Wide gulf remains between conferees on payroll tax, other benefits
WASHINGTON – Talks between Democratic and Republican lawmakers about how to fund the extension of the payroll tax cut beyond this month became tense at several points Tuesday.
The meeting, in the Capitol, was one of several by the conference committee to hash out a final bill to extend the payroll tax cut, provide payments to doctors who treat Medicare patients and extend unemployment benefits.
While both sides agreed that the “core measures” of extending the temporary measures of last year were “urgent,” there is fierce disagreement about how, if it all, to pay for the measures.
The committee looked at three proposals from the House side that would pay for more than $70 billion of the estimated $160 billion cost. Democrats suggested higher taxes on million-dollar incomes or deficit financing, saying the situation is an emergency.
The committee focused on three measures in the House bill: freezing pay for members of Congress and civilian federal workers, reducing Medicare subsidies to high-income seniors and recouping overpayments to health-care exchange subsidies, when the subsidies go into effect in 2014.
If the federal employee pay freeze is added to the final bill, it would mark the third straight year that the more than 3 million federal employees would have had their pay frozen.
The reduction of Medicare subsidies to high-income beneficiaries would increase the amount that retirees with annual incomes over $80,000 would pay for doctor visits and prescription drugs.
The health-care exchange subsidies relates to the program set up under the health care reform act that offers subsidies to low- and middle-income families. When the subsidies take effect in 2014, if a person or household goes from being eligible for the subsidy at the start of the year but their financial situation improves to the point that they are no longer eligible, they must pay back a portion of the subsidy. The proposed “pay for” would increase the amount to be paid back.
The measures were chosen because they enjoyed previous bipartisan support.
“These are all measures that every member here has voted for in the past,” Rep. Tom Price, R-Ga., said.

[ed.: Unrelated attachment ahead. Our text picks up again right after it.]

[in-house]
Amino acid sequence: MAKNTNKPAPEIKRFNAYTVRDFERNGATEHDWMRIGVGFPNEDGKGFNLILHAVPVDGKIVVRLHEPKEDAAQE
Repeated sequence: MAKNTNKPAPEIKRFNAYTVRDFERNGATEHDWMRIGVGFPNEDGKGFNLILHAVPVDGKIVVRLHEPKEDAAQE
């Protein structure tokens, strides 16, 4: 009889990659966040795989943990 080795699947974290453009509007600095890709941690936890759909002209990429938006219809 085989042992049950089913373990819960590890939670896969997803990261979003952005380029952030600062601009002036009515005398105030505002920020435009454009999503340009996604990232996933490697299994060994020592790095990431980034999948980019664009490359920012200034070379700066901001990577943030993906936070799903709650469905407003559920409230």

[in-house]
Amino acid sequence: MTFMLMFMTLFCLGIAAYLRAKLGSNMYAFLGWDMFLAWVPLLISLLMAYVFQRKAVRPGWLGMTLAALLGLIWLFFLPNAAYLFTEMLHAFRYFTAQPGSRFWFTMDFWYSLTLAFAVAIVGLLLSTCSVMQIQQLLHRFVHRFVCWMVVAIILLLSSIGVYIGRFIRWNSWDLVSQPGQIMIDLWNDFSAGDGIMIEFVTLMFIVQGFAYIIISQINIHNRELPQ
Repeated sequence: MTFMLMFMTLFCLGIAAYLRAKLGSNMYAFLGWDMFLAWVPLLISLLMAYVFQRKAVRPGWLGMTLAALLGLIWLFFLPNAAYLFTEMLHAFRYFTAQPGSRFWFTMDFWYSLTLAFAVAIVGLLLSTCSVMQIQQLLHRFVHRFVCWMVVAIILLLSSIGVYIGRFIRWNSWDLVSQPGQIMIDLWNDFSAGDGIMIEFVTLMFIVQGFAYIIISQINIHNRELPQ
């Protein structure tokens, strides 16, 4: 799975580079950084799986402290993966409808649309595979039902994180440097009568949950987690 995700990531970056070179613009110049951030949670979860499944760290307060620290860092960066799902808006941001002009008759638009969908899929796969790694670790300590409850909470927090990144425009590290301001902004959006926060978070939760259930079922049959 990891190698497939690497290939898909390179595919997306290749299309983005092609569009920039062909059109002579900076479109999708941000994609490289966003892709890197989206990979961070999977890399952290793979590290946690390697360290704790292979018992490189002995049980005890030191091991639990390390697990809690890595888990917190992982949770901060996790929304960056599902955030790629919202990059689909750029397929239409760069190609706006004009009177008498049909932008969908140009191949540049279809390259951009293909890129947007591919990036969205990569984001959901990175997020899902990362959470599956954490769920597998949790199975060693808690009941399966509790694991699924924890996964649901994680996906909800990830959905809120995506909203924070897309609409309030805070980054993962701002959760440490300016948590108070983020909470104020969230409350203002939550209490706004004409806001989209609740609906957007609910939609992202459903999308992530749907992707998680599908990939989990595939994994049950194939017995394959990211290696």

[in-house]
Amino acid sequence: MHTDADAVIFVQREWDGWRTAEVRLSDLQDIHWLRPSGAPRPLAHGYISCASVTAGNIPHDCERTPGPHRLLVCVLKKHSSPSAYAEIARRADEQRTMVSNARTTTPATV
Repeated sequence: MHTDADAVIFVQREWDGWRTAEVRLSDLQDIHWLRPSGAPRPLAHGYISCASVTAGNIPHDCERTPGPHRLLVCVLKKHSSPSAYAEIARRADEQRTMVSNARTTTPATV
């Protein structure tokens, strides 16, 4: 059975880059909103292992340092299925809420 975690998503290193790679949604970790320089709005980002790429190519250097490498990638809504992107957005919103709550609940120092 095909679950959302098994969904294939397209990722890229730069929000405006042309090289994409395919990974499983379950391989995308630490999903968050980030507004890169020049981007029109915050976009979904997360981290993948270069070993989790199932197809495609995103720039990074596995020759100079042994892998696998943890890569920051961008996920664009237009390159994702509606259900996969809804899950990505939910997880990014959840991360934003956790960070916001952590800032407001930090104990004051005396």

But Democrats insisted that the proposals were being “cherry-picked” out of context from their original form, Sen. Max Baucus, D-Mont., vice-chair of the committee and chair of the Senate Finance Committee, said.
Baucus and other Democratic legislators were insistent that the spending cuts being chosen by the Republicans were being taken out of the context of larger deals that included revenue from tax increases.
“We supported these measures as part of much larger package deal,” Rep. Chris Van Hollen, D-Md., said.
Sen. Robert Casey Jr., D-Pa., said that an additional 1 percent surcharge on incomes of over a million dollars would add $100 billion to pay for the proposals and prevent the committee from hitting “seniors and middle-income earners.”
But Camp was adamant that such a proposal was a non-starter. “That measure is beyond the scope of this committee,” because neither the Senate or House bills contained such a provision.
“It was voted down five times before,” Rep. Kevin Brady, R-Texas, said. “Six if you count it in the unanimous rejection of the president’s budget. You can try it a seventh if you like, but we don’t have time for it here.”
Camp pushed back against earlier reports that he felt the Democrats were negotiating in “bad faith.”
“I think that comments by both leaderships from both parties are not helpful,” Camp said. “I think they need to let the conferees do our job.”
The conferees did not vote on any proposals. They plan to hold another meeting, yet to be scheduled.
Reach reporter Frank Bumb at email@example.com or 202-326-9871. SHFWire stories are free to any news organization that gives the reporter a byline and credits the SHFWire.